Years ago, a friend paid me a lovely compliment by telling me that I was 'really good at staying in touch with people'. She's right, in that I do like to check in and have meaningful conversations with friends and family on a regular basis. Not only does it ease my mind to know that folks are okay, it also helps to keep those relationships strong. So, how are you today?
Watching Gruen on the ABC last night, and scrolling through social media this morning, reminded me that today is RUOK day - a national day of action and a reminder to regularly check in with family, friends and workmates.
For those who may not be aware, RUOK is a national charity that aims to inspire and empower everyone to meaningfully connect with people around them, and support anyone struggling with life. The organisation's vision is a world where everyone is connected, and protected from suicide.
To my mind, it seems strange that we need to be reminded to do that - but there you go, it seems we do, or at least some of us do.
Key messages and calls to action for #RUOK day include the fact that we’re stronger together, so we should make time for the people who matter to us. It's time to reconnect with someone you have lost touch with; be aware that you have got what it takes to support a mate; and trust your gut instinct and start a conversation if you think someone’s not okay.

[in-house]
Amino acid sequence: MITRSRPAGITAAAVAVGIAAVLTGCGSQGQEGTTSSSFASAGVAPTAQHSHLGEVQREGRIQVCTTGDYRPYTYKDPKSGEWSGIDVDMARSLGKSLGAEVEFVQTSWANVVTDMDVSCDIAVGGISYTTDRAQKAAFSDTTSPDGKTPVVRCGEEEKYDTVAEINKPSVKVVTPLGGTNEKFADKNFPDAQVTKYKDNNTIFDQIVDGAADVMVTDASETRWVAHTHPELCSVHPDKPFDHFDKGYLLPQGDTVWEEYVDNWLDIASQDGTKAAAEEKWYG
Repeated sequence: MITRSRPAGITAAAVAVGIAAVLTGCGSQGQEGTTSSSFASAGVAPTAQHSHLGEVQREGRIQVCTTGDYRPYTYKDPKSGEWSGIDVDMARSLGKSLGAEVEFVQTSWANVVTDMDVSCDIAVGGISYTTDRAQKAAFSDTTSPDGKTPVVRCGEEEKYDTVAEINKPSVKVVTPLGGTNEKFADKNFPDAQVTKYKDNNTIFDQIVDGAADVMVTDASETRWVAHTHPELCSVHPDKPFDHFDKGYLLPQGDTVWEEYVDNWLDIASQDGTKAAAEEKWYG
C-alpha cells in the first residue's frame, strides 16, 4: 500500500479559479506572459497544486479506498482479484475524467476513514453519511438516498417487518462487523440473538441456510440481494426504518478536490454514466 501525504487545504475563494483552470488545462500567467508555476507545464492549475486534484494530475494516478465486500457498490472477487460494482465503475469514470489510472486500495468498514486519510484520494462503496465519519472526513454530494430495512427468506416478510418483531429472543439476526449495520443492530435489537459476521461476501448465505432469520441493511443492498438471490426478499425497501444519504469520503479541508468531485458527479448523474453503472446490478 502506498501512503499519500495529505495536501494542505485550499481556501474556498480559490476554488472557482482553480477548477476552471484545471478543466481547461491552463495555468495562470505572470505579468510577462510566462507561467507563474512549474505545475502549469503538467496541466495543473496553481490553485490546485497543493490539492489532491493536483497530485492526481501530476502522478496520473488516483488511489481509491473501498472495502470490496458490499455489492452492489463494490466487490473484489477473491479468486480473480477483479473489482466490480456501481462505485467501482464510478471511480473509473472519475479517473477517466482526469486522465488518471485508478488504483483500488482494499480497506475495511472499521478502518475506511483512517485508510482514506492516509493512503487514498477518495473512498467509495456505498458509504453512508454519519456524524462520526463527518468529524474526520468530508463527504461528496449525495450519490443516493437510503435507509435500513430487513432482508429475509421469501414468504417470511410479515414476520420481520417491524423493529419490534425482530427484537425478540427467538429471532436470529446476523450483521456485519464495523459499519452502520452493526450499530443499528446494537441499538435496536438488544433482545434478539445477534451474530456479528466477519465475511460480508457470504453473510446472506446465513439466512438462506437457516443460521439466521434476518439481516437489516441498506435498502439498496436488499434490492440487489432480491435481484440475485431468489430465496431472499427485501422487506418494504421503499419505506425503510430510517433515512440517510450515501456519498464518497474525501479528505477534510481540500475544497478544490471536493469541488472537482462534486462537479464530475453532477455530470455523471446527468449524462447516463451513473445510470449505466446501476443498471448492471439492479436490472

To help someone open up, find a time and place that works for you both. Make sure you yourself are in a good headspace, so that you’re not looking distracted or stressed. Ask them 'are you ok?' or 'how you going?' If a the friend or loved one brushes off your concerns, don’t be afraid to dig a little deeper. Be gentle, but do ask.
If your friend or loved one is not okay, take the time to listen to what they have to say. Don’t judge them, and don't rush the conversation. Encourage them to think about things they might do to manage the load. Let them know that you are there for them, and be sure to check in with them again soon.
Share a time in your life that someone was there for you when it made a difference - no matter how big or small. Focus on the positives, so that people are inspired by your example. Share specific things that they said or did that helped you out in your time of need.
Importantly, it is recommended that you avoid focussing on specific suicide references (especially location and method), so as not to reinforce thoughts of risky behaviour.
And finally, always remember: one kind word can change someone's entire day. Do it, please... and not just on #RUOK day, but every single day.
Hello, I'm Lizzy, the writer, cook and traveller behind 'Good Things'.
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